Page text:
Applications > Open Source

Levelling the field?

Gill Hitchcock Published 01 April 2009

Levelling the field?

The government's flag waving for open source reflects advances that have already been made, write Gill Hitchcock and Mark Say

Reaction to the government's new policy document pushing the cause of open source software has involved cheers all round, although some of them seem to be half hearted.

The issue was dragged into the political field earlier in the year when Conservative shadow chancellor George Osborne declared his support for a report, which was kept out of the public realm, making the case for wider use of the technology and a "level playing field" in government procurement. It remains to be seen if this will be nullified as a political issue, but the government has portrayed the new document, Open Source, Open Standards and Re-Use: Government Action Plan , as a big step forward on the issue.

Maximum value

Cabinet Office minister Tom Watson actually used some of Osborne's language in his comment on the policy: "Open source software is a not a cure all remedy and is not the only solution to IT questions. However, by levelling the playing field and allowing open source to be as competitive as possible we can ensure that taxpayers get maximum value for money from government IT, something that is more important than ever during the worldwide financial climate."

He said that several government departments already use open source components, and that he hopes the new policy will encourage others to follow suit.

The move has drawn support from industry and the public sector. IT industry association Intellect says it will be important in taking forward the debate on the issue, and welcomed its commitment to openness in procurement.

"We support the government's policy that open source should be used where it makes business sense, where it provides best value for money and where it delivers the best solution and outcomes," it says. "Innovation and value for money can come from both open source and more traditional software business models."

A more cautious view comes from Richard Steel, president of the Society of IT Management (Socitm) and head of ICT at LB Newham. While broadly supportive of the announcement, he expresses reservations about the potential for open source.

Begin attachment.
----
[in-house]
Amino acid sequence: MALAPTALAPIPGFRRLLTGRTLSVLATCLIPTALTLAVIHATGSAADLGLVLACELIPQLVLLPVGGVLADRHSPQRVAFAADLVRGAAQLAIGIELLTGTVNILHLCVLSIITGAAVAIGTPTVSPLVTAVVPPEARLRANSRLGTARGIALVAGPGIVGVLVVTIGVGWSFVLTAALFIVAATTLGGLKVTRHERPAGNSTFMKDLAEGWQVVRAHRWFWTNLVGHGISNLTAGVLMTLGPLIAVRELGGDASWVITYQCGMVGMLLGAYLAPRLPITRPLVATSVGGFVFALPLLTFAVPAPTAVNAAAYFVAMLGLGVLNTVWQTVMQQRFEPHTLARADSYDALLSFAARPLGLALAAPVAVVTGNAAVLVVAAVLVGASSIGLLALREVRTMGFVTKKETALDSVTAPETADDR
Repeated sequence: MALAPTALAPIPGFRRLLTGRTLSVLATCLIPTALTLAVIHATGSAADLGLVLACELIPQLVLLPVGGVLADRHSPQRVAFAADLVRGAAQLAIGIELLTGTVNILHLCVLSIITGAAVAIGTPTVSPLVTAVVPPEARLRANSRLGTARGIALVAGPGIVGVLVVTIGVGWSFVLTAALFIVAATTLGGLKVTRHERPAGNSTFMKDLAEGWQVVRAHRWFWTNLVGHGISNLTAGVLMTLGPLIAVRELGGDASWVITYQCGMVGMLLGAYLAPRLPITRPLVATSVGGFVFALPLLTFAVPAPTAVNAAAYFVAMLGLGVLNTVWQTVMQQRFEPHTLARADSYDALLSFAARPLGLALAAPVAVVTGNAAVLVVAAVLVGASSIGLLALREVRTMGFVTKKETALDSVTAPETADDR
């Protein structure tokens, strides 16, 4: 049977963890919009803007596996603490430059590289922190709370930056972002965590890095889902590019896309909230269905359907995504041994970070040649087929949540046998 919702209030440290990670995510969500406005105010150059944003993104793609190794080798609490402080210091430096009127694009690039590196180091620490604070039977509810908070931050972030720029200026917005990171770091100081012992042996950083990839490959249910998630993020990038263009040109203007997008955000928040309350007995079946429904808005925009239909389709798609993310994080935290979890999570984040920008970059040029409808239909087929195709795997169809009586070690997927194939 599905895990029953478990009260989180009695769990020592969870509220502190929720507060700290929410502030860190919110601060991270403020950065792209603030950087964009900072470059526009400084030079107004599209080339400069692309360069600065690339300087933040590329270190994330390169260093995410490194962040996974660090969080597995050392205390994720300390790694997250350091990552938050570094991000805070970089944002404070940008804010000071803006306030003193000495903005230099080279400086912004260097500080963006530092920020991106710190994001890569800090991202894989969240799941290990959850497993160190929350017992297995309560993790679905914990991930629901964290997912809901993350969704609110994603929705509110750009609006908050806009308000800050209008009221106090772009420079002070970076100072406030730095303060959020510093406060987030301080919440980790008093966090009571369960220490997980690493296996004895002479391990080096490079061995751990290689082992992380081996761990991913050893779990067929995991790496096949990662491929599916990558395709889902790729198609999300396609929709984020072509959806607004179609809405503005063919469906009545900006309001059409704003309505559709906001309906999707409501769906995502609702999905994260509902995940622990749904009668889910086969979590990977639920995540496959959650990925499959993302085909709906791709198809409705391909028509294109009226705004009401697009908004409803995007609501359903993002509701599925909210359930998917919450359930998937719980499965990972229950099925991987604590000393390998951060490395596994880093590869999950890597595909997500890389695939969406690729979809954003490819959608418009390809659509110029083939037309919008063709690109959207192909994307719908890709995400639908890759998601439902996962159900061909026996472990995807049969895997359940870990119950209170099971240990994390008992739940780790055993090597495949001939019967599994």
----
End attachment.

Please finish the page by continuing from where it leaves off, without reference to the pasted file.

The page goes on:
"From a Socitm viewpoint we are happy with anything that encourages competition and a mixed economy in the provision of IT," he says, and suggests the government's policy announcement will be helpful in encouraging organisations to think about the options offered by open source. "It's backed up by wider initiatives across government where they are actively seeking more inventive approaches to the delivery of open source."

From a more personal perspective, he cautions that the issue is sometimes clouded by emotion and beset by confusion over the terminology, and that organisations need to look closely at what best suits their purposes. It is all about the procurement of software and organisations need to be clear about their requirements, not choose open source for its own sake.

Stephen Roberts, principal analyst at Kable, says it is a strength of the document that it avoids this mistake.

"The temptation might have been for Watson to make a firm commitment to reducing the usage of proprietary software," he says. "This would not have been a sensible move. Under the existing principle of free choice, open source solutions are the preferred option in some environments while proprietary systems have the edge in others."

Government policy since 2004 has been that decisions on open source should be made on a case by case basis: the public sector should consider using the technology alongside proprietary systems and contracts will be awarded on a best value for money basis. Roberts makes the point that this has already given open source a significant, if not heavy stake in governmental IT and that there is a possible tension between promoting open source and other areas of government policy.

Existing stake
"As Watson's paper points out, open source components are fairly common as middleware and within large systems in the government IT estate," he says. "Apache is dominant within web servers and the NHS Spine relies on Open Enterprise Server.

"But in other areas, such as application development, more sophisticated departments have been cutting costs by mandating the use of commercial off the shelf software. In the public as in the private sector, organisations with straightforward requirements tend to find the dominant software offerings the cheapest and easiest to run."

It is probably wise not to over-emphasise the degree of change on the policy front, but the fact that the government has seen fit to publish the document, and make positive noises about open source, suggests it will push the possibilities closer to the front of people's thinking. How this fits with the desire to obtain savings by using commercial off-the-shelf products and re-using systems that have proved successful elsewhere remains to be seen.

First published in GC magazine, April 2009.
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